An April 1 Style article about the Gridiron Club dinner incorrectly quoted Cragg Hines of the Houston Chronicle as telling the audience, "Some would say we have had an expansion of the Gridiron in the last five years." The sentence should have ended "in the last two years," and the speaker was the club's secretary, George Condon. The article also misidentified Hines as the club's musical director; Hines is the music chairman, and Marine Lt. Col. Michael Colburn is the music director.
Stand-Up Comity, One Night Only
Sunday, April 1, 2007
Once again there was the usual air of palsy-walsyness between politicians and journalists at the annual Gridiron Club dinner Saturday night. These anachronistic affairs are like fairy tales told at bedtime, where serious news -- the Iraq war, global warming, perjury -- is mocked and put to music as entertainment.
The Gridiron is a dubious leftover from a time when journalists and politicians pummeled each other by day and partied together by night. We close our eyes and imagine the olden, pre-gotcha days before tell-all tabloids, cable news channels and cellphone cameras. Before fear of blogosphere and YouTube accountability. Before O'Reilly rants and "Hardball" harangues and before Watergate and the Scooter Libby trial lifted the rock to show the complex, squirmy relationship between politics and journalism.
It's one thing for comedians and satirists to turn political transgressions into punch lines. It's another for those of us charged with exposing those sins to make light of them. And for people who committed the sins to be guffawing at our jokes in the audience. How can reporters ask the tough questions -- about, yes, the Iraq war, global warming and perjury -- of politicians on Monday morning when we've been yukking it up together about those very same issues on Saturday night?
Asked if the apparent coziness between Gridiron members and newsmakers bothered him, club president Bill Neikirk of the Chicago Tribune said: "I don't know why it would feel too cozy. We're not sucking up to them."
He said that perhaps the event has improved relations between those who govern and those who report on them. When it was suggested that relations hadn't appeared to improve since 1885, when the club was founded, he said, "Perhaps the Gridiron is not the grand force we think it is, but we just continue to go on."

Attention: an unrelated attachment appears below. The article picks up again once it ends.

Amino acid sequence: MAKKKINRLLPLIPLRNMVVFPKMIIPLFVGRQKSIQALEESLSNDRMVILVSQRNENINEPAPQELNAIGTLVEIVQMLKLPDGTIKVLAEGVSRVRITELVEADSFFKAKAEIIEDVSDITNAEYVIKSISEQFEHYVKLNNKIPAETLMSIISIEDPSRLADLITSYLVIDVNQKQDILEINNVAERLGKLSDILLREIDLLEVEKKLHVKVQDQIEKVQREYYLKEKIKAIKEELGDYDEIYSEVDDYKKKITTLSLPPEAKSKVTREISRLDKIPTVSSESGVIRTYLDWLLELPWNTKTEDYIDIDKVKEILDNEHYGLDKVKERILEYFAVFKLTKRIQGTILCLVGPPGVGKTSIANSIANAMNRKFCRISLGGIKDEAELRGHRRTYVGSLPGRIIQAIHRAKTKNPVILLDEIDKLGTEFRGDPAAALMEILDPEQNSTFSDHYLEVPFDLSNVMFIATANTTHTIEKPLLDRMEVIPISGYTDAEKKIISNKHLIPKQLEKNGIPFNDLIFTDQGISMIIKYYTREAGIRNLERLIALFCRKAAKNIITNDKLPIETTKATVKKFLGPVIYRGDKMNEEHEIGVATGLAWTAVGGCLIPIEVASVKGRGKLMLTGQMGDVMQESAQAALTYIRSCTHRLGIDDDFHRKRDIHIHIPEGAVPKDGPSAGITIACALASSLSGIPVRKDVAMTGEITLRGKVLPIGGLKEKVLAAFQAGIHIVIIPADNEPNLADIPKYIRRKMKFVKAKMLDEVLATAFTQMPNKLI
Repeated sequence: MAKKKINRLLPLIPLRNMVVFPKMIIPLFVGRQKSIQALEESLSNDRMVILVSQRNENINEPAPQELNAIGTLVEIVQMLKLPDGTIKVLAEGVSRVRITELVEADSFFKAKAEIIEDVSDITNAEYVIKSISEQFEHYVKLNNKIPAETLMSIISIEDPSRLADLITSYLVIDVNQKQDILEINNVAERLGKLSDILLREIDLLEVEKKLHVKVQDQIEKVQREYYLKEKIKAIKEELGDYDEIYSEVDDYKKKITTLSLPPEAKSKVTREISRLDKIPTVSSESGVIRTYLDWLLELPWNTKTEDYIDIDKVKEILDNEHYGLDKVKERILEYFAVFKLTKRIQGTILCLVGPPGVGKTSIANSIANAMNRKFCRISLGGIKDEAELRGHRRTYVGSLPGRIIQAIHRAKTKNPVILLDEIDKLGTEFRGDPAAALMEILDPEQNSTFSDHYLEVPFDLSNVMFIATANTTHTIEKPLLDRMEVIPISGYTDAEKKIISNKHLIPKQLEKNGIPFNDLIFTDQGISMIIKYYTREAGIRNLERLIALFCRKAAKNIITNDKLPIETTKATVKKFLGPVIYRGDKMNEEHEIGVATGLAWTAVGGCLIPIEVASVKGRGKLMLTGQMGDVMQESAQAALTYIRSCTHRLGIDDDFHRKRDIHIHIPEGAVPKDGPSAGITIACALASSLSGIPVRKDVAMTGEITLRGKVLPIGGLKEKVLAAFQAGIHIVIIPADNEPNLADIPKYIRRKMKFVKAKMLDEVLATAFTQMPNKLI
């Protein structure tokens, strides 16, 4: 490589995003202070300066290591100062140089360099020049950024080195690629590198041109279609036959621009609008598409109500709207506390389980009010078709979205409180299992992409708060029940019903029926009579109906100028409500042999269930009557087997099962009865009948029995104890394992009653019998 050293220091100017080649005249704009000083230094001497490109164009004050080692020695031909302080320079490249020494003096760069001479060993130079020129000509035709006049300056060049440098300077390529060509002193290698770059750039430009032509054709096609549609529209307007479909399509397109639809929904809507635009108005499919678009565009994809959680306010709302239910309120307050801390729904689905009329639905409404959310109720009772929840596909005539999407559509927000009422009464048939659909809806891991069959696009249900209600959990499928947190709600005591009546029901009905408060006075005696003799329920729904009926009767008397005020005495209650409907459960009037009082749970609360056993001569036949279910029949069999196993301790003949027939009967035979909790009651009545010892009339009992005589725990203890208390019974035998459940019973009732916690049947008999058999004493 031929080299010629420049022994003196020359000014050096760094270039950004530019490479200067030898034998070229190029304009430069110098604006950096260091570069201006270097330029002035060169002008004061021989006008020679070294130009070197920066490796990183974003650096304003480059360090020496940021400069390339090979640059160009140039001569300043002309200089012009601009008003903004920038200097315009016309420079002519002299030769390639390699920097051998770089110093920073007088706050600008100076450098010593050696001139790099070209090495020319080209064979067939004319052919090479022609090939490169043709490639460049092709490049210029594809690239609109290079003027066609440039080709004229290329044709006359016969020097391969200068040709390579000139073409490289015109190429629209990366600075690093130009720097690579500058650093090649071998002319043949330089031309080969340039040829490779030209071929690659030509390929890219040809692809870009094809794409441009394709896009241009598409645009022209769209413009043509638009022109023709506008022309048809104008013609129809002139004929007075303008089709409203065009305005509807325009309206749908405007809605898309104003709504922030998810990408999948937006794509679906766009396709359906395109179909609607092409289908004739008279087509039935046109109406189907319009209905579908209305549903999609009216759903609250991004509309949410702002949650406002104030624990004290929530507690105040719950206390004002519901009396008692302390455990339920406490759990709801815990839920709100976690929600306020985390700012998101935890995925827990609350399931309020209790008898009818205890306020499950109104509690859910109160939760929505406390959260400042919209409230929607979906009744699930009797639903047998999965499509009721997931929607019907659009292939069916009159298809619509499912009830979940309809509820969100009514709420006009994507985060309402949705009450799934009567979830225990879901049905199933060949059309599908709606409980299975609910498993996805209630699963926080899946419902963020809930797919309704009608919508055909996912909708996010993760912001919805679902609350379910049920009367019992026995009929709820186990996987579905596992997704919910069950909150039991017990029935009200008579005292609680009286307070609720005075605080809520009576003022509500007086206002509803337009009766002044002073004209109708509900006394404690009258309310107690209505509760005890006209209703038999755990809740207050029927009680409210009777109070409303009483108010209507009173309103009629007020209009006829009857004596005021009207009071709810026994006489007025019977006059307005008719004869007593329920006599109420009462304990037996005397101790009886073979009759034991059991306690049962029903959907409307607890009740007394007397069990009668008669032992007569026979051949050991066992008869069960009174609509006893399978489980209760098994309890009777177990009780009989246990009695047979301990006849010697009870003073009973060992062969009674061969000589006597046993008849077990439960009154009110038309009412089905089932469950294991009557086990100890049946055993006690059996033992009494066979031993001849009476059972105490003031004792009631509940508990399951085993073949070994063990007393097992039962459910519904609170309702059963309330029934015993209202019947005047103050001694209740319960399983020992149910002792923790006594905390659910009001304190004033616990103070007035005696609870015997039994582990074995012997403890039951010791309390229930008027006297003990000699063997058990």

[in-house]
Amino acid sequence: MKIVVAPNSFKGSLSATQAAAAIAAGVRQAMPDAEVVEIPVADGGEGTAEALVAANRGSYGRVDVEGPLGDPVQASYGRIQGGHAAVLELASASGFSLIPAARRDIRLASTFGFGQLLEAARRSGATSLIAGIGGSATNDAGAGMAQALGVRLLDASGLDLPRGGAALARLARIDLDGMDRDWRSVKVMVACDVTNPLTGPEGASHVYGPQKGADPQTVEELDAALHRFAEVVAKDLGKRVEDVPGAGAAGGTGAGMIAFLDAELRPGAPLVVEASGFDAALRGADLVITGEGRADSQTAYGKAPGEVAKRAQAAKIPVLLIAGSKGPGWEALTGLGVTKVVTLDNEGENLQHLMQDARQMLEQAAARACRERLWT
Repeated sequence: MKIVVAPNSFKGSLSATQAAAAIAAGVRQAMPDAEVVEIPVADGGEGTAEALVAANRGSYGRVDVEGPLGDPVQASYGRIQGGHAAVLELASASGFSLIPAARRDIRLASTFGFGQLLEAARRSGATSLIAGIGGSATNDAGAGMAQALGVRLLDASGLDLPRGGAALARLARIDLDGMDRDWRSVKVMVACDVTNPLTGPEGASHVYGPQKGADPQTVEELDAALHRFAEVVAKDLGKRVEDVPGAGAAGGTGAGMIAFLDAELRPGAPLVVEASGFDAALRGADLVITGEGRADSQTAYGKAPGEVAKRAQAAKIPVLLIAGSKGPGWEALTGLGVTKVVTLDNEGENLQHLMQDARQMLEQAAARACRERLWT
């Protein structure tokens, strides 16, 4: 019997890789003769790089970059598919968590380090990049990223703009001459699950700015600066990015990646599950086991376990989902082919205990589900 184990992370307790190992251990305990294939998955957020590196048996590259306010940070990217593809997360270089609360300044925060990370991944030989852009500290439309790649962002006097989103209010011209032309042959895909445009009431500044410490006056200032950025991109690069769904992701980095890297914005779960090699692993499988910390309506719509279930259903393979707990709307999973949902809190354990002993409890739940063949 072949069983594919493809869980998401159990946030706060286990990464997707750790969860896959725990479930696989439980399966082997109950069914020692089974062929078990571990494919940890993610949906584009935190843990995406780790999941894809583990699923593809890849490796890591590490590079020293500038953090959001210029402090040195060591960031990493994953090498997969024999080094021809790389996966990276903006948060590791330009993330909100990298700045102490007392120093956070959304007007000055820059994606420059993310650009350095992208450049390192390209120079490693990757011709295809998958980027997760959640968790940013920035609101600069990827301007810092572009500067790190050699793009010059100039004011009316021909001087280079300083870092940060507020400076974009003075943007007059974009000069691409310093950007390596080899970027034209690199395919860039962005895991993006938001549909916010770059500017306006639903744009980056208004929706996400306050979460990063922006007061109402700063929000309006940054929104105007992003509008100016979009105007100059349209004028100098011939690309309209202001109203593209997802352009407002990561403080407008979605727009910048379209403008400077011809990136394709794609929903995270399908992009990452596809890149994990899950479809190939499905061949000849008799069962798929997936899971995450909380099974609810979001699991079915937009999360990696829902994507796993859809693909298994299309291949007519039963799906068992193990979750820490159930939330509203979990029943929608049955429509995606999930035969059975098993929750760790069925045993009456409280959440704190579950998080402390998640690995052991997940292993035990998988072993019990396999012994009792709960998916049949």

He added: "It's a grand Washington tradition."
Sure enough at the Renaissance Washington Hotel last night, members of the Gridiron Club, gathered for the white-tie event to laugh at the world and themselves. It was 1954 all over again.
The president, who usually attends, was hosting Brazilian President Luiz Inacio Lula da Silva at Camp David. Vice President Cheney and his wife, Lynne, showed up as White House representatives. In his end-of-the-evening speech, Cheney referred to recent reports that the home of former vice president Al Gore uses more than the average amount of energy. "Many argue that global warming is man-made," Cheney said, "and it looks like they found the man."
Other guests included various Cabinet members, Chief Justice John Roberts, members of Congress, governors and Mayors Adrian Fenty of Washington and Michael Bloomberg of New York.
Some of the more surreal moments from the show:
· Columnist Robert Novak in a Darth Vader costume pretending to be Vice President Cheney singing "It's Not Easy Being Mean." He warbled, "If Scooter lied to make us free, it could make you wonder why."